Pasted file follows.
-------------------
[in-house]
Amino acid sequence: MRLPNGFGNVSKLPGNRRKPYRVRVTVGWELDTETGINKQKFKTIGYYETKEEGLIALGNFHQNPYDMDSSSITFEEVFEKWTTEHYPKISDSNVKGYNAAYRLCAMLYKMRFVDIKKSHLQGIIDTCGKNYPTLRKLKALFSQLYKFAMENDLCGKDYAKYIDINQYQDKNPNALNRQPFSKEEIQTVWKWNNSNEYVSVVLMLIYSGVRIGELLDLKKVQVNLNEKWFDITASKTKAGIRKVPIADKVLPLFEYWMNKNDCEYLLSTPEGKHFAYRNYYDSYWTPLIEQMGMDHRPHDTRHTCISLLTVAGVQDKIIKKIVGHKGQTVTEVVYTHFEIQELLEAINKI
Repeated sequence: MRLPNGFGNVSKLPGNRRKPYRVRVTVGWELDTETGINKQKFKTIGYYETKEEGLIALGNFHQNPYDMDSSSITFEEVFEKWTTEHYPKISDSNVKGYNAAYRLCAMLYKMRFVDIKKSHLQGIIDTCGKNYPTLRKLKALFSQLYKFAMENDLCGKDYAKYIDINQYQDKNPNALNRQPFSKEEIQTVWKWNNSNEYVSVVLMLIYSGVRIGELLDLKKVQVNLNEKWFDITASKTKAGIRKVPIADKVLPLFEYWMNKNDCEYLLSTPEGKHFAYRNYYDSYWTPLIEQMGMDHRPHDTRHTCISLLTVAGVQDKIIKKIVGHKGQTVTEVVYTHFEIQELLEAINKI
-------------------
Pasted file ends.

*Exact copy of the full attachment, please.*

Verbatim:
[in-house]
Amino acid sequence: MRLPNGFGNVSKLPGNRRKPYRVRVTVGWELDTETGINKQKFKTIGYYETKEEGLIALGNFHQNPYDMDSSSITFEEVFEKWTTEHYPKISDSNVKGYNAAYRLCAMLYKMRFVDIKKSHLQGIIDTCGKNYPTLRKLKALFSQLYKFAMENDLCGKDYAKYIDINQYQDKNPNALNRQPFSKEEIQTVWKWNNSNEYVSVVLMLIYSGVRIGELLDLKKVQVNLNEKWFDITASKTKAGIRKVPIADKVLPLFEYWMNKNDCEYLLSTPEGKHFAYRNYYDSYWTPLIEQMGMDHRPHDTRHTCISLLTVAGVQDKIIKKIVGHKGQTVTEVVYTHFEIQELLEAINKI
Repeated sequence: MRLPNGFGNVSKLPGNRRKPYRVRVTVGWELDTETGINKQKFKTIGYYETKEEGLIALGNFHQNPYDMDSSSITFEEVFEKWTTEHYPKISDSNVKGYNAAYRLCAMLYKMRFVDIKKSHLQGIIDTCGKNYPTLRKLKALFSQLYKFAMENDLCGKDYAKYIDINQYQDKNPNALNRQPFSKEEIQTVWKWNNSNEYVSVVLMLIYSGVRIGELLDLKKVQVNLNEKWFDITASKTKAGIRKVPIADKVLPLFEYWMNKNDCEYLLSTPEGKHFAYRNYYDSYWTPLIEQMGMDHRPHDTRHTCISLLTVAGVQDKIIKKIVGHKGQTVTEVVYTHFEIQELLEAINKI